• 9:40am: The Yankees are interested in signing infielder Ruben Tejada to a minor league contract. They’ll need to sign at least one stopgap infielder for Triple-A this offseason, possibly two. Also, the Yankees are trying to re-sign Nick Rumbelow as well. [George King]
  • 10:07am: It sounds as though adding a closer is the team’s top priority, so much so that the Yankees will put all their other business on hold until that’s resolved. They need to see exactly how much money will be left over, I assume. [Brendan Kuty]
  • 11:00am: Cashman reiterated he doesn’t expect to land a starter at the Winter Meetings. “I don’t anticipate it. It’s a tough market and the price tags are extremely high. We could play on a lot of things because we have a lot of prospects people desire and we desire them, too. I would say it’s less likely for us to acquire a starter,” said the GM. [King]
  • 11:23am: The Rockies have agreed to sign Ian Desmond. This is notable because Colorado is forfeiting the 11th overall pick, which means the Yankees move up from 17th to 16th. Here’s the full draft order. [Ken Rosenthal]
  • 12:20pm: Along with the Yankees, both the Marlins and Dodgers are in on Chapman and waiting to hear his decision. Chapman is New York’s top target. [Heyman]
  • 12:42pm: I don’t think this will matter, but the Yankees are one of the eight teams included in Jay Bruce’s limited no-trade clause. He could block a trade across town. [James Wagner]
  • 4:57pm: The Yankees are one of several teams to show interest in free agent righty Sergio Romo. If the Yankees miss out on Chapman and Jansen, Romo could be a setup option behind Dellin Betances. [John Shea]

Reminder: Your trade proposal sucks.

Update: Yankees sign Matt Holliday to one-year deal

Beard's gotta go, Matt. (Jeff Curry/Getty)
Beard’s gotta go, Matt. (Jeff Curry/Getty)

Wednesday: The Yankees have officially announced the signing, so Holliday passed his physical and all that. He can block a trade to one team, according to Chris Cotillo: the Athletics. I guess Holliday didn’t enjoy his time with the A’s a few years ago, huh? Anyway, the 40-man roster is now full, which means the Yankees won’t be making a pick in tomorrow’s Rule 5 Draft, not that they were expected to make a pick anyway.

“The opportunity to play for such a historic franchise and such an amazing organization was really appealing,” said Holliday to Erik Boland and Pete Caldera. “I was excited about the opportunity to be a Yankee. I think this team has got a chance to be very competitive … It’s a talented young group of players that played amazing baseball the last two months when everybody kind of counted them out.”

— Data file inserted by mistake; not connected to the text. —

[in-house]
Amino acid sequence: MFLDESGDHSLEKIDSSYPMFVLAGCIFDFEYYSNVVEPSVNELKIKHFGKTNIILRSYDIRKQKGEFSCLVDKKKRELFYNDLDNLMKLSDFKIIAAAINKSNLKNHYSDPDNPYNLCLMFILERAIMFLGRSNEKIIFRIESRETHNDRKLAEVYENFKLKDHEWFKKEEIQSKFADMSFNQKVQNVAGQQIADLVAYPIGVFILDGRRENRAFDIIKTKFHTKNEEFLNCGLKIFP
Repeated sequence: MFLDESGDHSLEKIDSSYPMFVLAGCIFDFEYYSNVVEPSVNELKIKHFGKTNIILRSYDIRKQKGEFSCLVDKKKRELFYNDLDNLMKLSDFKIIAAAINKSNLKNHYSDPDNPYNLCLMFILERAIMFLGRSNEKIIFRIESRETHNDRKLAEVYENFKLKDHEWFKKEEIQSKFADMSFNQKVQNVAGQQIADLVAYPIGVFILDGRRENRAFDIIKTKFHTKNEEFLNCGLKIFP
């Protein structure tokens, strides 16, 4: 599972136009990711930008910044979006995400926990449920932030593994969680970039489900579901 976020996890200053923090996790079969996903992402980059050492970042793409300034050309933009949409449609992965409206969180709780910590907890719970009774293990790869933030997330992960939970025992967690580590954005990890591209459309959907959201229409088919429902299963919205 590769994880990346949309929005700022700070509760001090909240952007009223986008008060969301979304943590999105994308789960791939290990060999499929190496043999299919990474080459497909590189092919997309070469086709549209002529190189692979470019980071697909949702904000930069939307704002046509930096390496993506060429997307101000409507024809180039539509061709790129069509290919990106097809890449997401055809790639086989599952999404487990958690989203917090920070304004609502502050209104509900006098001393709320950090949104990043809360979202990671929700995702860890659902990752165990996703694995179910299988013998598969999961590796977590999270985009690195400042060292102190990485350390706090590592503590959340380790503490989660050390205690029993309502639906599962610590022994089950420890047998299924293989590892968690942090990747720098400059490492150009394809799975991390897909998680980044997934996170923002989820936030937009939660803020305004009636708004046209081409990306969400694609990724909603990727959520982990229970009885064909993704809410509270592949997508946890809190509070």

Sunday: The Yankees have their veteran designated hitter. According to Ken Rosenthal, the Yankees have agreed to a one-year contract worth $13M with free agent outfielder Matt Holliday. The team hasn’t announced the move, which usually means it’s pending a physical. That’ll come soon enough.

Reports indicate the Yankees wanted Carlos Beltran back at DH, but he signed a one-year deal with the Astros over the weekend. Holliday, while not a switch-hitter, is similar to Beltran in that he’s a veteran bat with a history of hitting for power and maintaining relatively low strikeout rates. He also has a strong reputation as a clubhouse guy, which is cool because the Yankees have a lot of young players who need mentorin’.

Holliday, 37 in January, hit .246/.322/.461 (109 wRC+) with 20 home runs in 110 games around a broken thumb this past season. The thumb was broken by an errant pitch in August. Holliday was supposed to miss the rest of the season, but the Cardinals activated him for the final homestand so he could say goodbye to the St. Louis fans, and he managed to hit an opposite field homer with a broken thumb:

Holliday has spent almost his entire career as a left fielder, but he’s a brutal defender these days, so much so that the Yankees should only use him out there in an emergency. They have enough outfield depth — even if Brett Gardner is traded — to avoid using Holliday in left, I think. He does have some first base experience, but not much. Holliday should be a DH and a DH only. Plain and simple.

Believe it or not, this is only the Yankees second Major League free agent signing since re-signing Stephen Drew in January 2015. The other signing? Tommy Layne in August. The Yankees infamously sat out free agency entirely last offseason. My guess is they’re not done spending this winter, with smaller deals like this continuing to be the focus. We’ll see what happens.

Now that the Yankees have their DH, they figure to focus on pitching at the Winter Meetings this year. Pitching, pitching, and more pitching. Starters and relievers. All of it. They’ve been connected to the top free agent closers so often this winter that it’ll feel like an upset if they don’t land one of them. The rotation? That’ll take a little more creativity. The free agent class stinks.

Tyson Ross headlines non-tendered players who could be of interest to the Yankees

(Denis Poroy/Getty)
(Denis Poroy/Getty)

Last Friday was the deadline for teams to tender their pre-arbitration and arbitration-eligible players contracts for the 2017 season. They didn’t have to sign them, just offer a contract. Those who didn’t receive an offer became free agents. A total of 35 players were non-tendered Friday.